ny process of translation and transition involves gains and losses. As "No two languages are ever sufficiently similar to be considered as representing the same social reality. The worlds in which different societies live are distinct worlds, not merely the same world with different labels attached.” (Sapir 69).Angaliyat had received the National Sahitya Akademi award in 1988, however the translation its translation was not available in any Indian language up to 2004. In terms of making this text available to the rest of the world, the translation is certainly a gain. The author of the book, Joseph Macwan,acknowledges this fact that the translation has opened the doors of the world for this work.The merit of a translated literary text lies in the fact that whether or not the translated text stands on its own. On reading the translation one can certainly feel that it does stand on its own. It does give a sense of suffering, desire, pain, exploitation, social injustice by which the marginalized Dalit community is continuously victimized of. The translator has taken creative liberty while translating in order to give it an English touch and flavour. For example the opening lines of the 2nd chapter, ‘I have never seen anyone in my life take this route for business and so early in the morning’, appears in the fourth paragraph in the original text. By putting this line as an opening expression, the translator shows her dab hand in authorship as well. A Glossary of more than a hundred words (104 words to be precise) can be termed as a gain of this translation.

urther, the acid test of any literary test is whether or not the translated text stands as an individual art of work on its own. As the English translation of Gitanjali by Tagore of Gora by Ketaki Khusari Dyzon stand as an independent literary text. The expression such as: “What on earth are you doing, jamadar” (Rita 87), “I am all ears” (119) or “Keeping her tumult at bay, Kanku made an overture.” (134) are some of the remarkable translations that may help the translated text to stand as an independent work of art. However, these expressions may appear more as a patchwork rather than a rich tapestry of seamlessly interwoven flow of narration. There can be seen many loose threads that hamper the independence of the translated text.

evertheless, the English translation of the novel cannot judge in isolation. As the original text also deals more with the documentation of the plight of the downtrodden community and less of an aesthetic expression of a work of art so is the translated text. The purpose of the original text is more to do with the inculcation of the awareness of the Dalit movements in many regions of India and their literary expression in the form of work of arts. Further, translations of these regional novels into other regional novels pave the way for developing and inculcating Dalit consciousness among the inter-regions in general and in dormant states as Gujarat in particular, “…it was through translation that the world of Marathi Dalit writing opened up to Dalits in Gujarat.” (Rita x) As mentioned earlier, it was through translation that the translator of the present novel sought to establish her ‘relationship with Dalitness’. In this context, the translation of Angaliyat is a gain at an individual level and at the level of a nation-wide Dalit movement. The original text, as well as the translated text, has text, thus, been the benchmarks of the Dalit movement in India.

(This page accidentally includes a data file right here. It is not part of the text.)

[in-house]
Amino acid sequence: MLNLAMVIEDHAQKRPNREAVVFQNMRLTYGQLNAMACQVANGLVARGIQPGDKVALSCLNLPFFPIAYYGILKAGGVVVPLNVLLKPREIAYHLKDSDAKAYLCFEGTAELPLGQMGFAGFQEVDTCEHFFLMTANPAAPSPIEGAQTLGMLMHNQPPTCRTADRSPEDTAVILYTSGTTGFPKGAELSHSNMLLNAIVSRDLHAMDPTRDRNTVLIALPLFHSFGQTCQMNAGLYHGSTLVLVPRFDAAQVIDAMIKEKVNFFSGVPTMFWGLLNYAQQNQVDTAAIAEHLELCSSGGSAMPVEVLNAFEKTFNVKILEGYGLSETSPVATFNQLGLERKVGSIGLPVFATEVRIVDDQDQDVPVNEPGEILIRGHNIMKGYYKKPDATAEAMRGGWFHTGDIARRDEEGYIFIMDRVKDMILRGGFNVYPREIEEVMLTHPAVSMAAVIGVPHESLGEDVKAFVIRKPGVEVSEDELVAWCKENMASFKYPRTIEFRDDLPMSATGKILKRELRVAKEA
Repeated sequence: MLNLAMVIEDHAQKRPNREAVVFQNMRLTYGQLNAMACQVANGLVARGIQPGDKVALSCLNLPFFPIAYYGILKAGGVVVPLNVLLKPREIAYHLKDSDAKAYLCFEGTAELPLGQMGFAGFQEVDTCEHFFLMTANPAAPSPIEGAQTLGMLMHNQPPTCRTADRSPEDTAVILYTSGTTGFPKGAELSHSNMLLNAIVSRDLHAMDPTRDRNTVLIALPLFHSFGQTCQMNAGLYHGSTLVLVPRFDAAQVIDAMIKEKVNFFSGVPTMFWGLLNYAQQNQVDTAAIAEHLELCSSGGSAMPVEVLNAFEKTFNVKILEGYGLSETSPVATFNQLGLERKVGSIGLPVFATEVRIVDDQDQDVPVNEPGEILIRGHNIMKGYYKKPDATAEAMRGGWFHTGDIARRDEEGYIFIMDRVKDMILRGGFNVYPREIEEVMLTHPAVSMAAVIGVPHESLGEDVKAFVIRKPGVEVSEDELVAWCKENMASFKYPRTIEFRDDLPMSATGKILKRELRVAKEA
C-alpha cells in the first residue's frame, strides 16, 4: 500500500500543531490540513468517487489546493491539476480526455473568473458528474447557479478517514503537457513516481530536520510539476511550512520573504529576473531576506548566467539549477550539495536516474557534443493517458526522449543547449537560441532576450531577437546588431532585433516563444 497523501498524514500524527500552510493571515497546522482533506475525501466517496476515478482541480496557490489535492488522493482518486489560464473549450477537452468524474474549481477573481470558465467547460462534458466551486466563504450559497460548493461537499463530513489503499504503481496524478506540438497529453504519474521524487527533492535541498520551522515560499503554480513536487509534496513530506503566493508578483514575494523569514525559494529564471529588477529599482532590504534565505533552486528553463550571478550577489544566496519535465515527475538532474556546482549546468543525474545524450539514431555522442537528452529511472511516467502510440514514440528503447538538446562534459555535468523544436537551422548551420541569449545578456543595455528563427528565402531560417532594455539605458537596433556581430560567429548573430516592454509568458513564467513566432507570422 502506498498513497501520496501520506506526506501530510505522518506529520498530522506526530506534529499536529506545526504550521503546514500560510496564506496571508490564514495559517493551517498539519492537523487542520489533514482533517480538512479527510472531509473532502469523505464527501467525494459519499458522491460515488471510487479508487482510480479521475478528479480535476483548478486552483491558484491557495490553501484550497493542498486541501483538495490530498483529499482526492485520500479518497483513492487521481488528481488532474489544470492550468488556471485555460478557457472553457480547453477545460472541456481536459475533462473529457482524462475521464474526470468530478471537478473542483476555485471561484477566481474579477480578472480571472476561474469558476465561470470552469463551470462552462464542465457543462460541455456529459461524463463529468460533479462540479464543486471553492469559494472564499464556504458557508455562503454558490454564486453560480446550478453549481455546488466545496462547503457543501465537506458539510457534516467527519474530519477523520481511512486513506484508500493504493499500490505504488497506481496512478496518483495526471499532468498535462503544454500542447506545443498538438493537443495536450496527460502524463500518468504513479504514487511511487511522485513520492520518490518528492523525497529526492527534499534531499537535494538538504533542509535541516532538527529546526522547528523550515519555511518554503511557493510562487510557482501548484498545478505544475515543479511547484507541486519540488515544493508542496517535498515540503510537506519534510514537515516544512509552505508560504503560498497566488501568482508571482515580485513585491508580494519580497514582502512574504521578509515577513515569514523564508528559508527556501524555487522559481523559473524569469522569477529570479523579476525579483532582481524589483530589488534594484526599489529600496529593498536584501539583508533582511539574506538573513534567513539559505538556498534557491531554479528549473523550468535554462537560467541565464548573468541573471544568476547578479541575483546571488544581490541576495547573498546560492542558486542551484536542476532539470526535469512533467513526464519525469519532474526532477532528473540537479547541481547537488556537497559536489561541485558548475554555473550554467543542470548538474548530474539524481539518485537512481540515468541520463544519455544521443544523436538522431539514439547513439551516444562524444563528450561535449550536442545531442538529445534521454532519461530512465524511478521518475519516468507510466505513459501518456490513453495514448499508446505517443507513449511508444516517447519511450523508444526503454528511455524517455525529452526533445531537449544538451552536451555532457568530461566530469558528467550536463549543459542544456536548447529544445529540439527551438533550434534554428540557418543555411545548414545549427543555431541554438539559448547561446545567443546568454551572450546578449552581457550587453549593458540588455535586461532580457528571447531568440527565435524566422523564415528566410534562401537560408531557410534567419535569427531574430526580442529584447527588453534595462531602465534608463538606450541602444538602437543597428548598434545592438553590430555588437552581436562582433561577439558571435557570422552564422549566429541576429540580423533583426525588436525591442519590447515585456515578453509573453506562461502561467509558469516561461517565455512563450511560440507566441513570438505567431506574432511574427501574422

On the bases of the close review of the source and target texts and languages, it can be said that it has been a win-win situation for both the ends. It is through the translation that Angaliya has become accessible to pan-India and it is by translating a benchmark Dalit novel into English the translator has received acclaim at the national level as a translator. The paper can best be concluded with the observation of Susan Bassnett about the dilemma of ‘loss and gain in the process of translation:

“Once the principle is accepted that sameness cannot exist between two languages, it becomes possible to approach the question of loss and gain in the translation process. It is again an indication of the low status of translation that so much time should have been spent on discussing what is lost in the transfer of a text from SL to TL whilst ignoring what can also be gained, for the translator can at times enrich or clarify the SL text as a direct result of the translation process.” (Bassnett 38)

Thus, what is usually seen as ‘lost’ from the original context may be ‘found’ replaced in the target language and textual context as gain. Which, broadly speaking is the case in Angaliyat as Angaliyat - The Step Child.

Work Cited:

Macwan, Joseph, Angaliyat. Ahmadabad: Divine Publication.2013.Print.

Kothari, Rita, (trans.),The Stepchild - Angaliyat. OUP, Delhi. 2004. Print.

Bassnett, Susan, Translation Studies. Rutledge Publication London and New York. 2005.Print.

Bassnett, Susan and Trivedi, Harish. (eds.), Introduction, Post-colonial Translation. London and New York: Routledge Publication. 1999. Print.

Sapir, Edward,Culture, Language and Personality.Berkeley, Los Angeles: University of California Press. The USA. 1956.Print.

Mukherjee, Sujit. Translation as Discovery. Hyderabad: Orient Longman Pvt. Ltd., 2006.Print.

Parekh, H. T. Gujarat Vernacular Society no Itihaas (The History of Gujarat Vernacular Society). 3 Volume. Ahmedabad: Gujarat Vernacular Society. 1932.Print.